• Begin work to fill gaps in the children's mental health system.  House File 2456 focuses entirely on the adult system, but the work group acknowledged work needed to be done to implement the recommendations of the Children's Mental Health and Well-Being Work Group.  In response to this, the Governor announced that she will be signing an Executive Order to begin this process, and start to implement the recommendations made by this group, in preparation for more action in 2019.  When this Executive Order is available, we will post it on www.infonetiowa.org. You can also watch for it on the Governor's website here.
  • Address the role of hospitals that provide inpatient psychiatric care.  House File 2456 directs DHS to pull together stakeholders to review the role of tertiary care psychiatric hospitals in the array of mental health services and make further recommendations if necessary. The workgroup will include the Department of Inspections and Appeals, representative members of the Iowa Hospital Association, managed care organizations, the National Alliance on Mental Illness, the mental health institutes, and other interested stakeholders.  A report is to be completed by November 30, 2018 (so expect work to begin soon).
  • Further streamline commitment processes.  House File 2456 also directed DHS to bring stakeholders together to review the mental health and substance use disorder commitment processes and make recommendations for improvements in the process. The workgroup will include the Department of Public Health, representative members of the judicial branch, the Iowa Hospital Association, the Iowa Medical Society, the National Alliance on Mental Illness, the Iowa State Sheriffs’ and Deputies’ Association, Iowa Behavioral Health Association, and other interested stakeholders.  This report is due on December 31, 2018 (so work here will also begin soon).
  • Last (but definitely not least) - rules!  Legislators pass bills.  Bills are signed into law by the Governor.  But state agencies need to figure out how to implement those laws, and they do that by writing rules.  Administrative rules are important here, because they will more fully define these services, set service provider standards, establish reimbursement rates (always key to making services available), access standards, implementation dates, and possibly even location of the services.  While DHS has been asked to get rules in place quickly, it will still need to go through the normal rules process that includes many opportunities for input, including public hearings, public comment period, required responses to comments, and a review by a legislative panel (called the Administrative Rules Review Committee).  During that final legislative review, stakeholders are also able to provide comment, and legislators can stop rules if they feel public comments have not been adequately addressed.  So lots of opportunity for input; we'll make sure you know about these as this gets started!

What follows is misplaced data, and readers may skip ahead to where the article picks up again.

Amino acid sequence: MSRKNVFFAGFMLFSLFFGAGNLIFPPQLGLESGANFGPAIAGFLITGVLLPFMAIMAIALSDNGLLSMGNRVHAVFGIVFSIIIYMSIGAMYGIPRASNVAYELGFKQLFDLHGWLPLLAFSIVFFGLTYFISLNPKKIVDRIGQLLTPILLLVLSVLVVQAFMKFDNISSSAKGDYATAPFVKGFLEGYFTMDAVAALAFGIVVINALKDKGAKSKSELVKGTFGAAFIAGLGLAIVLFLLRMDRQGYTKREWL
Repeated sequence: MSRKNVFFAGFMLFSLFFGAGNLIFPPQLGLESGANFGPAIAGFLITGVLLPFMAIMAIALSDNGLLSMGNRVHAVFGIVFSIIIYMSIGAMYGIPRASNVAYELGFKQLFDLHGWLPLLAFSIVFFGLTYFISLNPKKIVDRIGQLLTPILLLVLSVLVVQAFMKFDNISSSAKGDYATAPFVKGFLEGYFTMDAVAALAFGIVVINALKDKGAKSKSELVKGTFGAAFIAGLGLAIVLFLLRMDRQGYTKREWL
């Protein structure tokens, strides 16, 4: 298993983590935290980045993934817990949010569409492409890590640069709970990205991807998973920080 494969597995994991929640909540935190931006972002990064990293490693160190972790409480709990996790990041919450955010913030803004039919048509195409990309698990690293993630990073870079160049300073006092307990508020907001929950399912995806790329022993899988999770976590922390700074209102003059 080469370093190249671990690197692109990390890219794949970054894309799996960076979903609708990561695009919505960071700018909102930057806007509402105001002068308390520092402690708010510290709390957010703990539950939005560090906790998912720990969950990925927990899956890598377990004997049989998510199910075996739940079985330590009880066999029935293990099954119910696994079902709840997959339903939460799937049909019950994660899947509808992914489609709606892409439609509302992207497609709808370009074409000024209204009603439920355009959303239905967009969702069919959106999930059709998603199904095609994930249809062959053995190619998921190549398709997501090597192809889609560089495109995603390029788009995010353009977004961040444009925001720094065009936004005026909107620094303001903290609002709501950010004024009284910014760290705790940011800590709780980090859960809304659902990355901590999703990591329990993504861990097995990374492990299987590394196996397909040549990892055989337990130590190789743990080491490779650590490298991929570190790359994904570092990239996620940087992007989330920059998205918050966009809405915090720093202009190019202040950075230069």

We know this is a lot to read in one sitting, but here are a few other resources you might find helpful: 

  • Read the Governor's comments from the bill signing here.
  • Review House File 2456 here.
  • Read more detail on House File 2456 here.
  • Read the Complex Needs Report here.
  • See who was on the Complex Needs Work Group here.
  • Read the recommendations of the Children's Mental Health & Well-Being Work Group here.
  • See who is on the Children's Mental Health & Well-Being Work Group here.

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Iowa legislators are wrapping up their work for the year, but they have not yet taken action on legislation that would give some Iowans with disabilities up to $5,000 to modify their homes to make them more accessible.  Bills that would have created this grant program (Senate File 2070Senate File 223House File 318) died in the first funnel.  

Since this issue is funding-related, supporters are now trying to revive this issue and are asking for lawmakers to add $600,000 to the Rebuild Iowa Infrastructure Fund (RIIF) budget to jump start this program.  Those that would like to see this program funded are being asked to contact their legislators, as well as the decision-makers on the Transportation & Infrastructure Budget Subcommittee:


We have an advocacy campaign ready to go - with the message already written (although you may want to modify it to include your own personal stories).  Just click here to get started (you just need to know your address, and our system will find your legislators for you).

If you want to send an email yourself, or call legislators, here is sample language you can use for your messages (courtesy of the MS Society).  Always personalize it a bit so you tell your own story and why this is important to you.